There is a weird sort of flawed pattern of thought that I occasionally encounter. You might encounter it as well – or you may even find yourself engaging in it. Hopefully I’ll give you some helpful tools either way.

The flawed thought pattern revolves around the concept of being “trapped.” I’m not talking strictly literally; I don’t mean that you’re in a net hanging from a tree. I mean “trapped” in the sense that one or more important aspects of your current set of circumstances can’t be changed by you.

Being trapped sucks! You should avoid it, certainly. And there are lots of ways to end up fully or partially trapped. If you’ve committed a major crime, then you may be trapped both physically for a while, and then partially for a long while after that as the burden of your reputation follows you through society. You may be trapped because you’ve signed certain binding commitments – trapped in an underwater mortgage, trapped as a deployed soldier, and so on. Note that the concept doesn’t require you to have been trapped by someone else – in fact, most of the time that won’t be the case. But trapped is still trapped.

So far, no logical flaws. But there are some people that seem to think that the concept of “trapped” also applies to having circumstances so good that any change would be worse!

Let me give you an example: Once I was leaving a building and outside of the adjacent one there was a demonstration being held by striking workers. Ever curious, I engaged one of them in conversation to find out what the deal was. Their demands weren’t unusual – they wanted more pay. I asked them if they were bound by any sort of contract or something like that. Turns out, no – they were free to quit any time, and wouldn’t be penalized for doing so or lose anything (other than their job). So I asked: why not just quit and get a higher-paying job? The worker I was talking to answered that he couldn’t, he was trapped, because his current job already paid him more than any other job available to him.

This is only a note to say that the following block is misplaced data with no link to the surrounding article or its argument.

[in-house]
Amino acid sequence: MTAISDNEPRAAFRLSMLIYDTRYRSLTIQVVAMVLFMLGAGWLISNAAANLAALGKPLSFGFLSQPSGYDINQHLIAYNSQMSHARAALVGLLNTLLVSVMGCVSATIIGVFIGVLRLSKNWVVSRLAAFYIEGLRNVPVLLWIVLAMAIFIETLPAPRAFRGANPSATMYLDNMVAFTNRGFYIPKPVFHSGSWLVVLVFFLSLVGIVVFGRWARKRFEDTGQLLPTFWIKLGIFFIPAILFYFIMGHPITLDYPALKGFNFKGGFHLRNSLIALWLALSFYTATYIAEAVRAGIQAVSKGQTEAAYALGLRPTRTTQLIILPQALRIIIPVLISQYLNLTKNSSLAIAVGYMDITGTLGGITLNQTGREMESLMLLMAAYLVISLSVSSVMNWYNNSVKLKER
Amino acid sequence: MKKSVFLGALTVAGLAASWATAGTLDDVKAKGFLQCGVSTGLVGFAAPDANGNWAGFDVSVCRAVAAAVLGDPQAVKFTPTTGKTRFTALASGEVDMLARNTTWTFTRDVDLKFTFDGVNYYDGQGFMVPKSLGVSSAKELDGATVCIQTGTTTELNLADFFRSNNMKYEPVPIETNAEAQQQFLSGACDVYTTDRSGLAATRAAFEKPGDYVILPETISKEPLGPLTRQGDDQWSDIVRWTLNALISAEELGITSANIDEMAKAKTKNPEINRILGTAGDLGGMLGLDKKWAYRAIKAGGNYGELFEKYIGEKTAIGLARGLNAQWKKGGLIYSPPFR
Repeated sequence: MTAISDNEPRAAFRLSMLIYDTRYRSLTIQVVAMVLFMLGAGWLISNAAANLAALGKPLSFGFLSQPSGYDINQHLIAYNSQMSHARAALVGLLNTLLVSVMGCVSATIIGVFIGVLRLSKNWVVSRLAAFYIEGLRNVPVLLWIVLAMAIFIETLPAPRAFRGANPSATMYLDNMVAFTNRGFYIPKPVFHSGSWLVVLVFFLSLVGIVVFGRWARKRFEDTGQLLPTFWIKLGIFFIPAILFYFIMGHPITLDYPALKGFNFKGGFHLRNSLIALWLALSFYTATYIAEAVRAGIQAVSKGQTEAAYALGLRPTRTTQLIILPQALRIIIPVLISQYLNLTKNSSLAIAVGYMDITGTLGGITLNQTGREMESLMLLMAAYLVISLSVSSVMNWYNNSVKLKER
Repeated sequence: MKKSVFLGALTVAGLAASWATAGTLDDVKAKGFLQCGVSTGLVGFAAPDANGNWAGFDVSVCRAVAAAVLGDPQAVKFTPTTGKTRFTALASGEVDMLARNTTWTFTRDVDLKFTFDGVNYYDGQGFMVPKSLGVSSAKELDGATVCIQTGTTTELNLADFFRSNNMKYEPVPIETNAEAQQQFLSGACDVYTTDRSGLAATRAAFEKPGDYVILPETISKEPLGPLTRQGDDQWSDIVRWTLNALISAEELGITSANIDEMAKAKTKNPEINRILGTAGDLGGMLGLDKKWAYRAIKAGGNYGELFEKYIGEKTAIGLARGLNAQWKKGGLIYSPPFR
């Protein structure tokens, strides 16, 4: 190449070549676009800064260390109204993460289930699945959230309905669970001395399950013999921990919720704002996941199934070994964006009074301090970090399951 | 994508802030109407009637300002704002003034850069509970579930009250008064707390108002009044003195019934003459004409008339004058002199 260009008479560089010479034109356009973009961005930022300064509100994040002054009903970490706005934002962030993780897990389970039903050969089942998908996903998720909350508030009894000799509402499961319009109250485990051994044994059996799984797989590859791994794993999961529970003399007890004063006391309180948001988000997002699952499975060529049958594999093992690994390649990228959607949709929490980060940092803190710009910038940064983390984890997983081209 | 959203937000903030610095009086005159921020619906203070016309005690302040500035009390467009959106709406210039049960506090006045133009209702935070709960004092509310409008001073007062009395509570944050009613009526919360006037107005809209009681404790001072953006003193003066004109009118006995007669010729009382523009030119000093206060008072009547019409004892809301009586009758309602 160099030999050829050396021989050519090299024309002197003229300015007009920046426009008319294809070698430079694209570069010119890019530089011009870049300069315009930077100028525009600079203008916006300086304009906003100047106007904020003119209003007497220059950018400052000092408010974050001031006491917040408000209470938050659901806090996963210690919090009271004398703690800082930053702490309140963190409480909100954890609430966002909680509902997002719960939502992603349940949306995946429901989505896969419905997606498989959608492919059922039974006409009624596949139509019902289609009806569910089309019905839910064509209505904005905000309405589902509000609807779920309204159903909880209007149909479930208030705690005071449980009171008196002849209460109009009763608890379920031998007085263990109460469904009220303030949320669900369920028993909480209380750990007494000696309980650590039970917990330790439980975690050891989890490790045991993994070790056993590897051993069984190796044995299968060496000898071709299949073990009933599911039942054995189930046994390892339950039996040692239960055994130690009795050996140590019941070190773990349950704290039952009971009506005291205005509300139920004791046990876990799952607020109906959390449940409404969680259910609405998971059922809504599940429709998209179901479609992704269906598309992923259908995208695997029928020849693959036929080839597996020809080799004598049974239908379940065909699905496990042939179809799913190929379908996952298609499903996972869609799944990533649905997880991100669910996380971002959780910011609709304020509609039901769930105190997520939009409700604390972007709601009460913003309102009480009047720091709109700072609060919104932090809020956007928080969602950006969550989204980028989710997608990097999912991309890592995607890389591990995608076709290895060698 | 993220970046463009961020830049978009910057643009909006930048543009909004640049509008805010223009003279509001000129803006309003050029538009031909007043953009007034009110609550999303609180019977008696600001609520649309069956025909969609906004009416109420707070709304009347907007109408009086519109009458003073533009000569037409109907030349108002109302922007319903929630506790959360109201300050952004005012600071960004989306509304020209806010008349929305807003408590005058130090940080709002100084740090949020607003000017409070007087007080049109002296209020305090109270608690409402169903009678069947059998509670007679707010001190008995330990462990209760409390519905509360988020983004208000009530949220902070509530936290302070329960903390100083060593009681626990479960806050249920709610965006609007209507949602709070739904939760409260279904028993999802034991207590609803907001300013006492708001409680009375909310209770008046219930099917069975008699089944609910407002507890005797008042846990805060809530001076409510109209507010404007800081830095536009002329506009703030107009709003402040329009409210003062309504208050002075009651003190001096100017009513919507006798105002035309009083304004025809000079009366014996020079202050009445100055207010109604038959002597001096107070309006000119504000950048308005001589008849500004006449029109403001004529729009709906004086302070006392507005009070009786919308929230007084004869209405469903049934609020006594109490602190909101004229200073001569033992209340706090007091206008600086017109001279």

Now, this isn’t a commentary on labor relations. And by all means, strike if you want to and if it has a good chance of getting you what you want (that’s a tactical decision in my mind, not a moral one). But this particular worker’s logic, at least on this topic, was highly flawed. He wasn’t trapped at all. Absolutely nothing prevented him from changing his circumstances. He simply didn’t want to, because the new set would be worse. But that’s not the same thing at all.

If you’re in an abusive relationship with a spouse that has tightly controlled all of your money, doesn’t allow you to have a phone, a car, or a job, etc. – that’s “trapped.” If you’re in a normal and healthy relationship and you just don’t like the fact that if you sleep with someone else your partner will leave you, that’s not “trapped.” The existence of consequences does not indicate a cage.

Be careful with your own thinking. There’s nothing wrong with ambition; even if your circumstances are the best of all currently available options, you can certainly strive for even more. But if you think that the reason “more” hasn’t simply been served to you on a silver platter is because you’re “trapped” by your current plenty, that’s a combination of greed and foolishness.

I’ve worked with plenty of clients who have what people call “golden handcuffs.” That means they have a job that they don’t want, but it pays them so much more than the next available option (usually because they’ve been doing it for so long) that they feel like they can’t leave. But of course, you can leave. You just might not like doing so for a while. But if you fool yourself into thinking that you’re actually trapped in a real sense, you’ll miss all the ways you can change your circumstances for the even better with minimal pain.

And when someone else claims to be trapped, be skeptical. Sometimes they are. Many times, you’re just talking to a greedy, lazy fool.

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